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Tuesday, May 15, 2007

God in the Zoo

At various points in my life, I’ve called myself a Christian, an atheist, an agnostic, and a Spinozan. I have never found God an indifferent proposition in any guise, although I have often thought that the habit of attributing the name God to objects of such vast and conflicting variety must say something about, at the very least, our systems of classification. I won’t get all deconstructive on your ass (as the policeman said to the monkey), but it is no accident that the signifier which floats so freely in a system built, ostensibly, to fix the meanings, is that of the creator of the structure itself. From the speaker of the word comes the word 'confusion'.

As a middle aged man working on being a sage, of course, my meditations naturally turn to the Gods or Goddesses. And being a perennial, low carat, glue sniffing punk, my inclination is to mix and match my divinities, scratching the cosmic record – which is why, lately, I’ve been thinking a lot of the spirits at the portals of each sense.

Which is by way of pointing LI readers to Anthony Gottlieb’s review of the recent spate of atheist books – by Dawkins, Hitchens, and Sam Harris in the New Yorker.

It is much more learned and witty than Terry Eagleton’s mishandling of Richard Dawkins. Gottlieb is less eager to show his cards, or to try to make books on religion automatically into books on theology. Gottlieb’s handle on that contretemps reflects LI’s own attitude:

“For example, when Terry Eagleton, a British critic who has been a professor of English at Oxford, lambasted Dawkins’s “The God Delusion” in the London Review of Books, he wrote that “card-carrying rationalists” like Dawkins “invariably come up with vulgar caricatures of religious faith that would make a first-year theology student wince.” That is unfair, because millions of the faithful around the world believe things that would make a first-year theology student wince. A large survey in 2001 found that more than half of American Catholics, Episcopalians, Lutherans, Methodists, and Presbyterians believed that Jesus sinned—thus rejecting a central dogma of their own churches.”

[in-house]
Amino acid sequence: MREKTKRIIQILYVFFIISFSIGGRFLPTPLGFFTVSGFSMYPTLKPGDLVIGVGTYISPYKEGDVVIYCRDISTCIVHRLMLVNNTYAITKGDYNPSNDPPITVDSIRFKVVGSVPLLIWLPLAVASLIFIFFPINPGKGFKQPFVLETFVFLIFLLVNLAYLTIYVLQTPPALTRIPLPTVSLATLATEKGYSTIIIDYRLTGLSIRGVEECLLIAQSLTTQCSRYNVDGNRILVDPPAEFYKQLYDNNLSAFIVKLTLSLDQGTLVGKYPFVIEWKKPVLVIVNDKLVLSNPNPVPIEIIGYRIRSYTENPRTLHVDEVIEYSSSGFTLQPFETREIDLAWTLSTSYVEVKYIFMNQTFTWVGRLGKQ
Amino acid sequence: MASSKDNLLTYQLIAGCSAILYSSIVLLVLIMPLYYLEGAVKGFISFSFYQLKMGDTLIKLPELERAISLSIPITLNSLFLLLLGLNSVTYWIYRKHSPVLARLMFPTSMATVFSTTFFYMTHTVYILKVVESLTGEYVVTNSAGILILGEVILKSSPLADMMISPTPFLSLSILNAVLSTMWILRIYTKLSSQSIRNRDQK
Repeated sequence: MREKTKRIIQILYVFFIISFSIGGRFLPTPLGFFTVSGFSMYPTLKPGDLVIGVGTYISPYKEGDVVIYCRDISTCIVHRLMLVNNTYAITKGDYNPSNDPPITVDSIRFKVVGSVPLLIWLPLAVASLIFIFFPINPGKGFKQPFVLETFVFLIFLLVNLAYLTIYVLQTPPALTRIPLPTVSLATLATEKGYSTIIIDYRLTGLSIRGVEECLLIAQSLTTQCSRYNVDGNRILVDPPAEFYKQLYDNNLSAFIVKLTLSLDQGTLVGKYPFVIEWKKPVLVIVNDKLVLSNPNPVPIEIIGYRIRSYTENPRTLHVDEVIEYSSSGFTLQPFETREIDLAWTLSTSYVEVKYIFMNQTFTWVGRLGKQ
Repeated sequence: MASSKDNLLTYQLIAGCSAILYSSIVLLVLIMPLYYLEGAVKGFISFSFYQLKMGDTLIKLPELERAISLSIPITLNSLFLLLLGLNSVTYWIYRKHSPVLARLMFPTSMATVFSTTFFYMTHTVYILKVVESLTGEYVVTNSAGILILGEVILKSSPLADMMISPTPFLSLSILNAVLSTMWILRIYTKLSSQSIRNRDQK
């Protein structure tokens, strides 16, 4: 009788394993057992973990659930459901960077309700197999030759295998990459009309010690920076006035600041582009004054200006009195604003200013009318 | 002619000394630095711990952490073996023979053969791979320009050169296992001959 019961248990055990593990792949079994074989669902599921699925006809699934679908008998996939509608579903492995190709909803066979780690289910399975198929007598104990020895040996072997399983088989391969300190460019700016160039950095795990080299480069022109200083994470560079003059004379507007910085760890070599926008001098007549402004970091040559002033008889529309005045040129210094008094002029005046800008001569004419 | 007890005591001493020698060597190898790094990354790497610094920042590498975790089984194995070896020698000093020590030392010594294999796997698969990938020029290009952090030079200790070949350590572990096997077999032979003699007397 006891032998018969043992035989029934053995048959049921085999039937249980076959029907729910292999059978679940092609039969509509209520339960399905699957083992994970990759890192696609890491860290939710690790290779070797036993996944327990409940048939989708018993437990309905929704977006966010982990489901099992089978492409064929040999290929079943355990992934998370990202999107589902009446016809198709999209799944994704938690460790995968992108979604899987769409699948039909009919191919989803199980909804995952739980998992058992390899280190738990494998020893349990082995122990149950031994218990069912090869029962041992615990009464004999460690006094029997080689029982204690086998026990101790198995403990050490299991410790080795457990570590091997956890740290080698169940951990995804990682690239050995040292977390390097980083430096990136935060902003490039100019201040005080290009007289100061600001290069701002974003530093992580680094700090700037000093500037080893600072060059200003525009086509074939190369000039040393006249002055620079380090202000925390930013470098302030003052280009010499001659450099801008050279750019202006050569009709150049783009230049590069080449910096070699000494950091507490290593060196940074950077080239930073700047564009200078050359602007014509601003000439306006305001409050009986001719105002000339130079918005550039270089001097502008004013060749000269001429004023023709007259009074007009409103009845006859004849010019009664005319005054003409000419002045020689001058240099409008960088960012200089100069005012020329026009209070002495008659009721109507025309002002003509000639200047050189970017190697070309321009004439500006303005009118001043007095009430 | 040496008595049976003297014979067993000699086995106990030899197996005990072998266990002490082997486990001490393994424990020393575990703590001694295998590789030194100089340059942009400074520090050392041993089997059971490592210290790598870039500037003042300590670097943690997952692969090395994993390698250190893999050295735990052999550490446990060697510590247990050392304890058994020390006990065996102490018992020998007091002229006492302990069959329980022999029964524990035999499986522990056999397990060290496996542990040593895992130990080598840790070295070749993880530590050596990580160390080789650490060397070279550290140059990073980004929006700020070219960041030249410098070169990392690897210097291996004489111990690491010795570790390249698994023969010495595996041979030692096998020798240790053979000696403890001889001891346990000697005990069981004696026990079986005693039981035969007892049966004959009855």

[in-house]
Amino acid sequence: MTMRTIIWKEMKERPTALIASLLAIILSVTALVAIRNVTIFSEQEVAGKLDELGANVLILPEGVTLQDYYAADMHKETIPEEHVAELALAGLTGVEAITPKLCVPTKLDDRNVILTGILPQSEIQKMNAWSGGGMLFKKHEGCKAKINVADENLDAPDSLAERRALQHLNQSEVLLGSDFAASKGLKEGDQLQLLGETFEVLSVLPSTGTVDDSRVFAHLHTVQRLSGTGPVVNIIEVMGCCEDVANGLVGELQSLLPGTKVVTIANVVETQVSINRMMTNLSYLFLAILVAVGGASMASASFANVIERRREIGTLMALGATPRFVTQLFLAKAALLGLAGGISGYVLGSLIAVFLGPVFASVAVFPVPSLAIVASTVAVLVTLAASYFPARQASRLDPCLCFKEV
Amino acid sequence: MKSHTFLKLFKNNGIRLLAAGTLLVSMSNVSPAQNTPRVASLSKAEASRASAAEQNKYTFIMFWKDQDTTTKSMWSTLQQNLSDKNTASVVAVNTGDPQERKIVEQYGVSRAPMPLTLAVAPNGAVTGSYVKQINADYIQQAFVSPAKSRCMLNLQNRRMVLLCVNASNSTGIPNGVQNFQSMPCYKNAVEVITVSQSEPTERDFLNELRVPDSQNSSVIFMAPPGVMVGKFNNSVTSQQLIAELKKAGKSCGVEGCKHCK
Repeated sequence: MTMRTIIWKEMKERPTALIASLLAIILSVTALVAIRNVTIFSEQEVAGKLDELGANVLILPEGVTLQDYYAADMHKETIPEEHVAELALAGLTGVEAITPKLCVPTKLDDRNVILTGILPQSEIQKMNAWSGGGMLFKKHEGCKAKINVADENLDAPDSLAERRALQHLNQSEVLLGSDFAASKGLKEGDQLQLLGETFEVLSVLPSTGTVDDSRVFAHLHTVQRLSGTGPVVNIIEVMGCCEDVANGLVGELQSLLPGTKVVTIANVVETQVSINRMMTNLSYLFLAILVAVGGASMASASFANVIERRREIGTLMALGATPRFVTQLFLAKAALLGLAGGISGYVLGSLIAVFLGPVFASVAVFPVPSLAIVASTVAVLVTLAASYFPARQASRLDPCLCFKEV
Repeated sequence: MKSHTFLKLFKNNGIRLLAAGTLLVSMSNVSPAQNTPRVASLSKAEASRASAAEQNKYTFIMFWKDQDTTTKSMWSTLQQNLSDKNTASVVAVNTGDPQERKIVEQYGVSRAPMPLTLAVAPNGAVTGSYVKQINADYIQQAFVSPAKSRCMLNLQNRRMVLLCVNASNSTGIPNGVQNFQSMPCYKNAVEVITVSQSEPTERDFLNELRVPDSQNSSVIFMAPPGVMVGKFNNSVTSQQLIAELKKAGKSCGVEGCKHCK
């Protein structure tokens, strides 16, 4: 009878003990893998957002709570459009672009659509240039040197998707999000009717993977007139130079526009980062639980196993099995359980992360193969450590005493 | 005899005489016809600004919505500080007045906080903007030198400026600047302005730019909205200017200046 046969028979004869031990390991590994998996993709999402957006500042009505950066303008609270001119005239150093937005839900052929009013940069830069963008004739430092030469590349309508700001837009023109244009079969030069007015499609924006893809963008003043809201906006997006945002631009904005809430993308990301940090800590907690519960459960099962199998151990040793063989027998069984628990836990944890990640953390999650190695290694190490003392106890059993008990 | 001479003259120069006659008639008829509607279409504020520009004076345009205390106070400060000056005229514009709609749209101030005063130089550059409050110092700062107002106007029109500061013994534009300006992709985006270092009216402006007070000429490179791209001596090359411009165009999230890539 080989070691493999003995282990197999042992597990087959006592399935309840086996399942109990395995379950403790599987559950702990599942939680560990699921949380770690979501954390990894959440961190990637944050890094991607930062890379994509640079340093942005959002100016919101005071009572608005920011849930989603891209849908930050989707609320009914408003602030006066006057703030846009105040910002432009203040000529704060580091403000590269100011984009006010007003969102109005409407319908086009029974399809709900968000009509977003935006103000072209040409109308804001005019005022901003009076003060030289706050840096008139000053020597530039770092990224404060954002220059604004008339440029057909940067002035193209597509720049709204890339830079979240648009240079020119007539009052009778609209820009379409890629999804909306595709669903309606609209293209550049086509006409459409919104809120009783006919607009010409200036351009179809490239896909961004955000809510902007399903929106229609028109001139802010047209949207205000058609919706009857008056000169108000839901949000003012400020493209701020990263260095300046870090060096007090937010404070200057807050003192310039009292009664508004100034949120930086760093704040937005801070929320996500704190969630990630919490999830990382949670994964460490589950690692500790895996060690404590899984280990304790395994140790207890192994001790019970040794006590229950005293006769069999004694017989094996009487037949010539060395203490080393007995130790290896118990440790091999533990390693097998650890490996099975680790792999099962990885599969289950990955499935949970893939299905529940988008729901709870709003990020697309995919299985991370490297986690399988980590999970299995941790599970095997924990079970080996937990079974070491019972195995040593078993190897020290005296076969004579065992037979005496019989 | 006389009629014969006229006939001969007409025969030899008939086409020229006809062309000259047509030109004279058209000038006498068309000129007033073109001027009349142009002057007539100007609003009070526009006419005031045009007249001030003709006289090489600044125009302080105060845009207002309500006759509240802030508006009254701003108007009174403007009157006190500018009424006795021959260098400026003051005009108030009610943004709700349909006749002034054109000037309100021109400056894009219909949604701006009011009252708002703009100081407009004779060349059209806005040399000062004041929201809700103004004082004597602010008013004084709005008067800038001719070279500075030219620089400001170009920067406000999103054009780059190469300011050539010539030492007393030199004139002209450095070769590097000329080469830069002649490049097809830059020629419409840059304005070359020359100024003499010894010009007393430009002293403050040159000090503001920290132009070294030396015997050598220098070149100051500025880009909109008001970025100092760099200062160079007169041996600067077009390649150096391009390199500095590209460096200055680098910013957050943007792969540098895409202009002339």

That is a neat little paragraph, partly because one of the themes of Gottlieb's piece is that you can't trust the polls about people's religious beliefs - while, at the same time, Gottlieb does like to quote polls about people's religious beliefs. There is a slight inconsistency there, but the real point is that religious belief is not about yes and no responses to questions that are formed in order to facilitate quantification. When the questions are left open, the responses then become much more difficult to quantify over. So the contradictory attitude towards polls is - almost- justified.

Gottlieb is an editor at the Economist, a magazine that likes to think that it is still plugged into the Edinburgh enlightenment. The tone he strikes is Humean – that is, Gottlieb is repelled by zealotry more than he is attracted to advocating one or another belief about God’s existence. He approves of Hume’s openendedness about the whole God question – although of course that openendedness is derived, partly, from a justified fear of legal and professional prosecution on Hume’s part. After all, in his youth a man was actually executed for disbelief, a fact given great play in James Buchan’s excellent book on the Edinburgh enlightenment. Here’s Gottlieb’s Hume:

“Voltaire, like many others before and after him, was awed by the order and the beauty of the universe, which he thought pointed to a supreme designer, just as a watch points to a watchmaker. In 1779, a year after Voltaire died, that idea was attacked by David Hume, a cheerful Scottish historian and philosopher, whose way of undermining religion was as arresting for its strategy as it was for its detail. Hume couldn’t have been more different from today’s militant atheists.